Sudan to protest against Eritrea at UN

Khartoum has plans to lodge a protest with the United Nations against Eritrea, accusing it of seeking to stoke instability after a rebel offensive in the east of Sudan.

    Sudan's UN ambassador says Eritrea is stoking new rebellion

    According to the state-run Sudan News Agency (Suna) on Monday, Khartoum's UN ambassador al-Fatih Irwa said Foreign Minister Mustafa Osman Ismail would hand Secretary-General Kofi Annan a written complaint.

    Irwa added that it decried "the Eritrean regime and its irresponsible practices aimed at destabilising Sudan and undermining the peace process".

    Rebels launched an offensive in eastern Sudan's Red Sea State last week in an operation Khartoum said was carried out with the complicity of neighbouring Eritrea.

    Officials in Asmara have denied the charges.

    New rebellion

    Suna added that Ismail would also meet members of the UN Security Council on Monday for talks that would also cover the January peace accord that ended 21 years of war in Sudan between the north and the south and the government's reconciliation deal with the opposition.
     
    Rebels in eastern Sudan accused the government at the weekend of launching an intensive aerial bombing campaign on civilian targets in the Red Sea State in retaliation for losing ground battles against the opposition Eastern Front.

    The eastern rebels, who launched an offensive near the country's main Port Sudan, have accused Khartoum of pursuing a policy similar to that used in Sudan's troubled western Darfur region.

    Both the eastern and western groups say their regions are being marginalised by the Arab-dominated government in Khartoum.

    Constitution talks

    Meanwhile, a government committee completed the drafting of a constitution for a six-year interim period provided for in a January peace deal that ended two decades of war between north and south.

    Rebels from Sudan's Eastern Front
    decry Khartoum's use of airpower

    The document, which was presented to President Omar al-Beshir, is due to be approved by parliament and the autonomous government of South Sudan before the beginning of the interim period, scheduled for 9 July.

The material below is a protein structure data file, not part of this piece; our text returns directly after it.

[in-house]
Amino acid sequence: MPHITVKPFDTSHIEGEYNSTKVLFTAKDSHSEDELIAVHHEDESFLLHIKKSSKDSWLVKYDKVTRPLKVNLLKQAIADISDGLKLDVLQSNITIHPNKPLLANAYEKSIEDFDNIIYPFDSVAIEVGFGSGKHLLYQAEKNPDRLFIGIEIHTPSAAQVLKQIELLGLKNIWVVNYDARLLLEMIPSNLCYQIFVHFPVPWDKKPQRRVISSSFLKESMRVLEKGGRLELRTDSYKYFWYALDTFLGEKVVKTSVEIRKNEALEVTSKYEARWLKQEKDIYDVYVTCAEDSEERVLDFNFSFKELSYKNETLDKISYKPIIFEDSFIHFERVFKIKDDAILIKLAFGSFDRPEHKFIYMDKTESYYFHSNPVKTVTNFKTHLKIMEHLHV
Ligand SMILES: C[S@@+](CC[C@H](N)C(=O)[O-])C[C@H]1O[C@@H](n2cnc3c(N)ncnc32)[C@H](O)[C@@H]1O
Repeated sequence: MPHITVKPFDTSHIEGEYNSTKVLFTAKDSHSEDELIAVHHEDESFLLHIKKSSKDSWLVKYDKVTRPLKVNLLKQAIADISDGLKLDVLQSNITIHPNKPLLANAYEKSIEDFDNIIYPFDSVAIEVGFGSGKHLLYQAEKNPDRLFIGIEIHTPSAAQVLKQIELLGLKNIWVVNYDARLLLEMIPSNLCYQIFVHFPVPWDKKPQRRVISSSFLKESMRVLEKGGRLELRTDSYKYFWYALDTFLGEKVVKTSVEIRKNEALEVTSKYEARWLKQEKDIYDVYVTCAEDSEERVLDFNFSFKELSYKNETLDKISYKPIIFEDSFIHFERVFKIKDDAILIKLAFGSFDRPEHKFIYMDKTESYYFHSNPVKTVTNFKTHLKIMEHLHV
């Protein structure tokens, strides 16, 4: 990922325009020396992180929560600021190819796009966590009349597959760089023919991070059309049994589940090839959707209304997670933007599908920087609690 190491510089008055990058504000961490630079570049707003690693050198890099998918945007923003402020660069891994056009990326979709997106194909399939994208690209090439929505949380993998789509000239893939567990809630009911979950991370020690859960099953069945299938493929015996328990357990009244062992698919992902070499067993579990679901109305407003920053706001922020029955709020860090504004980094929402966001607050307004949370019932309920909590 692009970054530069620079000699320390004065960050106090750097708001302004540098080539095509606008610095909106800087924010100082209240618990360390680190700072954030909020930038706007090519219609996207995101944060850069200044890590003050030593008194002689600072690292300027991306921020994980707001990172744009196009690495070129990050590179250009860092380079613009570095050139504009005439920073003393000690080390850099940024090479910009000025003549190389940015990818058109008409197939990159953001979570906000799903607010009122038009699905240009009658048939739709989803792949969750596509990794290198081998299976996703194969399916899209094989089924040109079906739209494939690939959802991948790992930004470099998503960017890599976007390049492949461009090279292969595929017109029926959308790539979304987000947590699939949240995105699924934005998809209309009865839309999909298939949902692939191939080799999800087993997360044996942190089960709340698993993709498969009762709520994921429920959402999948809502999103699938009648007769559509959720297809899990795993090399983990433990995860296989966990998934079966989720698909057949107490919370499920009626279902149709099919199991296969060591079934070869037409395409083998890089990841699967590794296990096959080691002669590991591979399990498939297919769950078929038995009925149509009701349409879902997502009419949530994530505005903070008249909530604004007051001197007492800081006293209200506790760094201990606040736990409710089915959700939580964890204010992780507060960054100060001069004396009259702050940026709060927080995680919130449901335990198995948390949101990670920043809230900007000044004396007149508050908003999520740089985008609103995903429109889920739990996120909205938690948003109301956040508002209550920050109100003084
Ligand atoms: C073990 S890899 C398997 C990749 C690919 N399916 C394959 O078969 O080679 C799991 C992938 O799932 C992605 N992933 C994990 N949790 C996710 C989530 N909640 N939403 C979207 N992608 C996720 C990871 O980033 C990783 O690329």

At a ceremony in Khartoum's Republican Palace, al-Beshir hailed the fact that the National Constitutional Revision Commission (NCRC) unanimously agreed on the new basic law.

    "The passage of the draft constitution unanimously without the need for vote-taking among the NCRC transmits a message to the world that the Sudanese people are tolerant and are capable of putting past grievances behind, however severe they were," he said.

    Peace plan

    The 60-member NCRC includes a majority of representatives from the ruling National Congress and a little less than a third of former southern rebels from John Garang's Sudan People's Liberation Movement, with whom al-Beshir's government signed a peace agreement in Kenya in January.

    The rest of the seats were given to opposition members, including from the National Democratic Alliance, which ended a 16-year feud with al-Beshir's government by signing a reconciliation deal in Cairo last week.

    The six-year interim period which is due to kick off with an official ceremony in Khartoum on 9 July will lead to a referendum on self-determination for the South.
     
    The January peace deal ended a 21-year conflict that left an estimated 1.5 million people dead and displaced another four million.

    SOURCE: AFP


    YOU MIGHT ALSO LIKE

    The Muslims of South Korea

    The Muslims of South Korea

    The number of Muslims in South Korea is estimated to be around 100,000, including foreigners.

    Gender violence in India: 'Daughters are not a burden'

    Gender violence in India: 'Daughters are not a burden'

    With female foeticide still widespread, one woman tells her story of being mutilated for giving birth to her daughters.

    Zimbabwe: What's happening?

    Zimbabwe: What's happening?

    Situation tense as thousands march in Harare to call for Robert Mugabe's resignation days after military takeover.